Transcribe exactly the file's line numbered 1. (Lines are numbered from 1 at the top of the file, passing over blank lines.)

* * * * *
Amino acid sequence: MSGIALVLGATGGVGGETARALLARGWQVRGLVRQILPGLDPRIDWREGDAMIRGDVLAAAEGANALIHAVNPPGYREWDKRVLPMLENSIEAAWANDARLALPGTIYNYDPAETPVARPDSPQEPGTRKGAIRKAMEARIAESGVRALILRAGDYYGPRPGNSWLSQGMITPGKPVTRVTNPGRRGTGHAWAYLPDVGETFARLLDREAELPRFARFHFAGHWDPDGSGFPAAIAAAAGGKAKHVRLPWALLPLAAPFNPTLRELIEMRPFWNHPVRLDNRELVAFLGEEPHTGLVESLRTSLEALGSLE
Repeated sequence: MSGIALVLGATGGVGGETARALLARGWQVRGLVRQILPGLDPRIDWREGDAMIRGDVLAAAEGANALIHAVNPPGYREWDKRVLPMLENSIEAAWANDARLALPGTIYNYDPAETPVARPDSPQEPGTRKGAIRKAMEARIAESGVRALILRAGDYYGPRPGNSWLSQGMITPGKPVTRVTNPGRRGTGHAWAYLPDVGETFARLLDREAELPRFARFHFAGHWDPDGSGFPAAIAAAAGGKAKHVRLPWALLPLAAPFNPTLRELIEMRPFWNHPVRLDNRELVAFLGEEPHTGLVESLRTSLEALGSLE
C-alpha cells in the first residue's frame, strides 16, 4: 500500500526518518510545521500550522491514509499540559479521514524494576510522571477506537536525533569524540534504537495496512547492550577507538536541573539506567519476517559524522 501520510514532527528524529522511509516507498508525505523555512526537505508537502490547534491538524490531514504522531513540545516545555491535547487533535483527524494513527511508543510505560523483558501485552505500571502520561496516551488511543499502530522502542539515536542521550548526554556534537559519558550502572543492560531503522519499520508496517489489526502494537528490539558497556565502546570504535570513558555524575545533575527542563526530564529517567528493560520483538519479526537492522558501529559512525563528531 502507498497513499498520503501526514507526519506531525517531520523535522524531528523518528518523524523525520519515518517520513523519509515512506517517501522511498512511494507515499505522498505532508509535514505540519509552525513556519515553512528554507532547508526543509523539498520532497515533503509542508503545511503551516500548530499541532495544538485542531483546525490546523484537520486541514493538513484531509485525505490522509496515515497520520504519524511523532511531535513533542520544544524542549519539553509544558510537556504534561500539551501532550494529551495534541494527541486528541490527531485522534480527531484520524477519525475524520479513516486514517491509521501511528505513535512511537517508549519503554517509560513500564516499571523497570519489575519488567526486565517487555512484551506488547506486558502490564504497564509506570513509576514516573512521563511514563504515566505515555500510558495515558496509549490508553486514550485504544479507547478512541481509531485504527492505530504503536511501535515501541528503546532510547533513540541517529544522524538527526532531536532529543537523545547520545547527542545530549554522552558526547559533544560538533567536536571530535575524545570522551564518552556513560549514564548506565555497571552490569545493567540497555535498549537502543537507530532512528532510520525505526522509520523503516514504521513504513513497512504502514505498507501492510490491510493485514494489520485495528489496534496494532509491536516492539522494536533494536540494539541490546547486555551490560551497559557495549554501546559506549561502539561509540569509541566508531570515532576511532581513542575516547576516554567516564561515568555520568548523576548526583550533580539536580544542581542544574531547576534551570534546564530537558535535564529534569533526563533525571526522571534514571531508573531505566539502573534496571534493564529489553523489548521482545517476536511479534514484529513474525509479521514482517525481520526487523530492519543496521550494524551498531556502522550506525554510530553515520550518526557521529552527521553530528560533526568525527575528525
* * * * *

Amino acid sequence: MSGIALVLGATGGVGGETARALLARGWQVRGLVRQILPGLDPRIDWREGDAMIRGDVLAAAEGANALIHAVNPPGYREWDKRVLPMLENSIEAAWANDARLALPGTIYNYDPAETPVARPDSPQEPGTRKGAIRKAMEARIAESGVRALILRAGDYYGPRPGNSWLSQGMITPGKPVTRVTNPGRRGTGHAWAYLPDVGETFARLLDREAELPRFARFHFAGHWDPDGSGFPAAIAAAAGGKAKHVRLPWALLPLAAPFNPTLRELIEMRPFWNHPVRLDNRELVAFLGEEPHTGLVESLRTSLEALGSLE